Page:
Falsely accused Vegas man tries to rebuild, calls for chang…



LAS VEGAS (AP) — An online search for Jesus Carvajal immediately yields news articles that identify him as a suspect in sexual assaults by someone posing as a police officer in downtown Las Vegas.

His photo, plastered on a Google image search page, is what his family, friends and prospective employers see.


It’s what he sees every day.

It reminds him of spending three weeks in jail last year, how he lost his job and how acquaintances and strangers turned on him on the internet and in real life.

His life in tatters after being accused of crimes he didn’t commit, Carvajal has resorted to therapy, unable to exorcise the embarrassment.

When he encounters his neighbors, he wonders if they still associate him as the suspect they once saw on TV or online.

“People believe in the news,” Carvajal told the Las Vegas Sun . “You tend to believe that.”


The experience, which he called the “most horrible eye-opener ever” motivates him now to seek criminal justice system reforms to help wrongly accused people bounce back.

Las Vegas police reported Aug. 10 that Carvajal had been arrested on charges that he impersonated an undercover police officer who coerced at least four victims into sex acts by threatening them with arrest.

Police posted a news release announcing Carvajal’s arrest and distributed his jail booking photo.

Carvajal spent three weeks at the Clark County Detention Center awaiting court appearances on felony charges before he was freed on house arrest.

All charges against him were dropped two months later, after police arrested Tommy Provost, 34, and accused him of the crime. The department at that time did not send out arrest information and a mug shot like in August.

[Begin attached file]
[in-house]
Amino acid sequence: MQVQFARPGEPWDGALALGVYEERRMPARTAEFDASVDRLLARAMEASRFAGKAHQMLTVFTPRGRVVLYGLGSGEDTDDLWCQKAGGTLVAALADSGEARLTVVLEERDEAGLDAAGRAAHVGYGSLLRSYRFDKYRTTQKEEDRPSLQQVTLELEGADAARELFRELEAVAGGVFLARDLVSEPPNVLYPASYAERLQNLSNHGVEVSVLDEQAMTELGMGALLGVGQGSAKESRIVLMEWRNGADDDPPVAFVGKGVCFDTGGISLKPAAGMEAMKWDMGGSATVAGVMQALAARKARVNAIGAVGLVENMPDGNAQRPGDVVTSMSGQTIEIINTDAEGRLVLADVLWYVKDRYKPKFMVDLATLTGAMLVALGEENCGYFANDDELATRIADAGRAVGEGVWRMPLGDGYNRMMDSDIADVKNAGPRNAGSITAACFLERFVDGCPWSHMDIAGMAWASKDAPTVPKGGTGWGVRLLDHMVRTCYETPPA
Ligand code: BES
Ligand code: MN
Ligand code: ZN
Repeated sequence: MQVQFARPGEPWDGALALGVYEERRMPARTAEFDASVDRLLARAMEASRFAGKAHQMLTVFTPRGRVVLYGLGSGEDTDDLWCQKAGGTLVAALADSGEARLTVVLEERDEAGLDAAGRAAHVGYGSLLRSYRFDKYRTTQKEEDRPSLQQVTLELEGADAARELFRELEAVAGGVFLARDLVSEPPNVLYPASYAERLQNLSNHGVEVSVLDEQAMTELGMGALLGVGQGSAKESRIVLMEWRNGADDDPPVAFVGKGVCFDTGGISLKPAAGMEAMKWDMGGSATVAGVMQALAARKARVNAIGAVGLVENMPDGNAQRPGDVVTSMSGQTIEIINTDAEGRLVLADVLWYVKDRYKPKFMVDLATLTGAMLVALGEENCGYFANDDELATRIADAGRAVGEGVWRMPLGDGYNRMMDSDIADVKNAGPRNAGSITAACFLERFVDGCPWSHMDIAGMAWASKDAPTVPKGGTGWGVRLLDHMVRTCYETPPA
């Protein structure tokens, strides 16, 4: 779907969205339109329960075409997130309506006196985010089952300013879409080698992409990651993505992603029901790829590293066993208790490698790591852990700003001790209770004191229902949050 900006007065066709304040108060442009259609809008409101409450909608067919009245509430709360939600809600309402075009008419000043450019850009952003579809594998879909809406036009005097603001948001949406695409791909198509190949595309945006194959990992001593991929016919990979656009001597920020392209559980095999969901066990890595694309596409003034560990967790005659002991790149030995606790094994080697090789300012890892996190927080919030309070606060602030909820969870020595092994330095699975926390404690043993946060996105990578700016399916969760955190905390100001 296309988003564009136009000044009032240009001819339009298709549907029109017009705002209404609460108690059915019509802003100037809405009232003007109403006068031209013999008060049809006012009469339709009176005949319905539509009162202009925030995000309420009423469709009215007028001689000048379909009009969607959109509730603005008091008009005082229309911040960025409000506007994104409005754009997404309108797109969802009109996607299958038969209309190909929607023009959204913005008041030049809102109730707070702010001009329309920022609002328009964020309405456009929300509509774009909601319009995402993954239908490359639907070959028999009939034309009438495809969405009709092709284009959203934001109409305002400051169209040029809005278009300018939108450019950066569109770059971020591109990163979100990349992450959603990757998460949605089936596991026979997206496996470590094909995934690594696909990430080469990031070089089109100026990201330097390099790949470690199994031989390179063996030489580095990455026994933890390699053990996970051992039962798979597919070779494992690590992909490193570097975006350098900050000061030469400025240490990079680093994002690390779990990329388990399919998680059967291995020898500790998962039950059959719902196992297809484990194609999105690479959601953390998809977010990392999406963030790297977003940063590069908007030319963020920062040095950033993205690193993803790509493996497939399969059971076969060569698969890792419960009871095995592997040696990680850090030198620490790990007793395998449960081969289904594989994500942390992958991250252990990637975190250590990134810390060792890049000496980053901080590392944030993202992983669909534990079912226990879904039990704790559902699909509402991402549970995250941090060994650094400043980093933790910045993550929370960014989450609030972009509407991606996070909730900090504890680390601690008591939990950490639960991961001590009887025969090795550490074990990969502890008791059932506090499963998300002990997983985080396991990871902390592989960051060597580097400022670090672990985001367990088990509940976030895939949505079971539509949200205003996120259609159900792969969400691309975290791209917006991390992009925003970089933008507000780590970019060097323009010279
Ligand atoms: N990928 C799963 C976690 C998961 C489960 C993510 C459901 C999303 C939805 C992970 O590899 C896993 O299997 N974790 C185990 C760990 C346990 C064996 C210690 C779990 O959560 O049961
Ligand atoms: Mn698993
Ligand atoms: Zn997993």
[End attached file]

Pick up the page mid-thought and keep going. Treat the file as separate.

According to police, a victim gave detectives information that led them to Provost, his car and items described by his alleged victims.

“Due to additional evidence obtained during the investigation. Provost was identified as the suspect in these cases and the district attorney dropped the charges against Carvajal,” Las Vegas police said in an email statement.

Provost has pleaded not guilty to kidnapping, sexual assault and impersonating an officer charges and is being held at the Clark County jail pending trial. His attorney, Robert Draskovich, was not immediately available Friday to comment.

In pursuing charges against Carvajal, the Clark County District Attorney’s office determined there was probable cause to have him arrested, prosecutors said in a statement. When authorities learned Carvajal was not responsible for the crimes he was released.


“At all times, the (District Attorney’s office) acts appropriately in ensuring that the guilty are held accountable and that the innocent are set free,” the statement said.

Carvajal said he never received an apology from police or prosecutors.

Side-by-side photos show Carvajal and Provost resemble each other.

When he was arrested, Carvajal said, he was identified through a photo lineup. But if his whole body had been shown, police may have noticed he is substantially taller and heavier than Provost, he said.

Police said the two men drove similar cars, but Carvajal said that his Dodge Caliber does not look like Provost’s Dodge Charger.

Police said they found a gun, a badge, a knife, handcuffs and a radio on Carvajal when he was arrested.

He said he is a shooting enthusiast who owned tactical-style gear, large Rambo-style knives and regular kitchen knives. A vest with glow-in-the dark reflectors that he used at work could be confused for police attire, Carvajal said.

He wasn’t their guy, he maintained.

There also was a phone number that investigators said linked the crime to the house that Carvajal rented. Carvajal said that number had been used two years before he moved in.

Carvajal said that due to his arrest he lost his job as a supervisor with a company that contracts with Amazon deliveries. He lost his car, which he is still paying for, and he lost his reputation. He said job interviewers unexpectedly cancel meetings.

He said he respects police but would like to see changes in photo lineups and how information is disseminated to the public.

When he was told his case was dismissed, Carvajal was elated. But he said what he has suffered left him with a very bad taste in his mouth.

He doesn’t want to stay silent, he told the Sun. “I’m a fighter. I believe in our rights.”

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Information from: Las Vegas Sun, http://www.lasvegassun.com

Swiftype Reports

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